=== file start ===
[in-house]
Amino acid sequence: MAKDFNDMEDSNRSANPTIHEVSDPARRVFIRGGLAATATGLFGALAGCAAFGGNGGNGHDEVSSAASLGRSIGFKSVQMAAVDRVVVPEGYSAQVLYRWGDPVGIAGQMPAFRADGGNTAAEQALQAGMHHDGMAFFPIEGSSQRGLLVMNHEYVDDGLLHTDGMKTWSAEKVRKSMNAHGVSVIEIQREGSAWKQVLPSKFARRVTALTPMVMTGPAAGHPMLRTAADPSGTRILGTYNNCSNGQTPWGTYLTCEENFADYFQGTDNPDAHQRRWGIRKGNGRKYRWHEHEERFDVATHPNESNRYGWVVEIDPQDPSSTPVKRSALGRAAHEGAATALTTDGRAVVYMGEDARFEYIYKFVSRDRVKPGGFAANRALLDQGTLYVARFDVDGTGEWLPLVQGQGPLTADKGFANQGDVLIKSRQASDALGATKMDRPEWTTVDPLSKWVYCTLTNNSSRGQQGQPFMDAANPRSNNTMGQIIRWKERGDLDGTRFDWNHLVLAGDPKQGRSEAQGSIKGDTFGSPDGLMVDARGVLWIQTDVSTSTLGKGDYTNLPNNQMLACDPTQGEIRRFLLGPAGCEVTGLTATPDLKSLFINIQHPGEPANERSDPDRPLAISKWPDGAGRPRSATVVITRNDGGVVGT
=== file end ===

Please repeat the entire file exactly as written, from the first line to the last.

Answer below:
[in-house]
Amino acid sequence: MAKDFNDMEDSNRSANPTIHEVSDPARRVFIRGGLAATATGLFGALAGCAAFGGNGGNGHDEVSSAASLGRSIGFKSVQMAAVDRVVVPEGYSAQVLYRWGDPVGIAGQMPAFRADGGNTAAEQALQAGMHHDGMAFFPIEGSSQRGLLVMNHEYVDDGLLHTDGMKTWSAEKVRKSMNAHGVSVIEIQREGSAWKQVLPSKFARRVTALTPMVMTGPAAGHPMLRTAADPSGTRILGTYNNCSNGQTPWGTYLTCEENFADYFQGTDNPDAHQRRWGIRKGNGRKYRWHEHEERFDVATHPNESNRYGWVVEIDPQDPSSTPVKRSALGRAAHEGAATALTTDGRAVVYMGEDARFEYIYKFVSRDRVKPGGFAANRALLDQGTLYVARFDVDGTGEWLPLVQGQGPLTADKGFANQGDVLIKSRQASDALGATKMDRPEWTTVDPLSKWVYCTLTNNSSRGQQGQPFMDAANPRSNNTMGQIIRWKERGDLDGTRFDWNHLVLAGDPKQGRSEAQGSIKGDTFGSPDGLMVDARGVLWIQTDVSTSTLGKGDYTNLPNNQMLACDPTQGEIRRFLLGPAGCEVTGLTATPDLKSLFINIQHPGEPANERSDPDRPLAISKWPDGAGRPRSATVVITRNDGGVVGT